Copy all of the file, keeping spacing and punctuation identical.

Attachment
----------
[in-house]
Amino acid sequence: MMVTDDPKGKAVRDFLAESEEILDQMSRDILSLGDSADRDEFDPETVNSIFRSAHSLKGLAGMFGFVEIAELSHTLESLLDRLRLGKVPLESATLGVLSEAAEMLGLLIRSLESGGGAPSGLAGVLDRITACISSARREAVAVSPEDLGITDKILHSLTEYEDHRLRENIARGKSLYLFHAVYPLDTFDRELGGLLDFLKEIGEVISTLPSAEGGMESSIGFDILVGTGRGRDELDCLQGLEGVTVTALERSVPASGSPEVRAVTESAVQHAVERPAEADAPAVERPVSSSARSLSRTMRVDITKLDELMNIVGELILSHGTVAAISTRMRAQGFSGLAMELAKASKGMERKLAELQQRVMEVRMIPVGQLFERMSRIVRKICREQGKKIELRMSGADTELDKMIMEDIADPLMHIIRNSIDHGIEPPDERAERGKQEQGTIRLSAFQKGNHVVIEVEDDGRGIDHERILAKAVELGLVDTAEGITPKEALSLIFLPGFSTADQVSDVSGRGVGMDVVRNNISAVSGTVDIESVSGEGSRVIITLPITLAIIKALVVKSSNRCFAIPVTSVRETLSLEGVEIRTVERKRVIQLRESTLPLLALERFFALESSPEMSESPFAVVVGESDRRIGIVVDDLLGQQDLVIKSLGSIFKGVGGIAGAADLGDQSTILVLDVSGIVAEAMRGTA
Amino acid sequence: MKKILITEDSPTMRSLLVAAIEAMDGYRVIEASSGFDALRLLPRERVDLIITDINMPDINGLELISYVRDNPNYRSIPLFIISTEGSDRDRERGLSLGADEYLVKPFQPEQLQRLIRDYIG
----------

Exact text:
[in-house]
Amino acid sequence: MMVTDDPKGKAVRDFLAESEEILDQMSRDILSLGDSADRDEFDPETVNSIFRSAHSLKGLAGMFGFVEIAELSHTLESLLDRLRLGKVPLESATLGVLSEAAEMLGLLIRSLESGGGAPSGLAGVLDRITACISSARREAVAVSPEDLGITDKILHSLTEYEDHRLRENIARGKSLYLFHAVYPLDTFDRELGGLLDFLKEIGEVISTLPSAEGGMESSIGFDILVGTGRGRDELDCLQGLEGVTVTALERSVPASGSPEVRAVTESAVQHAVERPAEADAPAVERPVSSSARSLSRTMRVDITKLDELMNIVGELILSHGTVAAISTRMRAQGFSGLAMELAKASKGMERKLAELQQRVMEVRMIPVGQLFERMSRIVRKICREQGKKIELRMSGADTELDKMIMEDIADPLMHIIRNSIDHGIEPPDERAERGKQEQGTIRLSAFQKGNHVVIEVEDDGRGIDHERILAKAVELGLVDTAEGITPKEALSLIFLPGFSTADQVSDVSGRGVGMDVVRNNISAVSGTVDIESVSGEGSRVIITLPITLAIIKALVVKSSNRCFAIPVTSVRETLSLEGVEIRTVERKRVIQLRESTLPLLALERFFALESSPEMSESPFAVVVGESDRRIGIVVDDLLGQQDLVIKSLGSIFKGVGGIAGAADLGDQSTILVLDVSGIVAEAMRGTA
Amino acid sequence: MKKILITEDSPTMRSLLVAAIEAMDGYRVIEASSGFDALRLLPRERVDLIITDINMPDINGLELISYVRDNPNYRSIPLFIISTEGSDRDRERGLSLGADEYLVKPFQPEQLQRLIRDYIG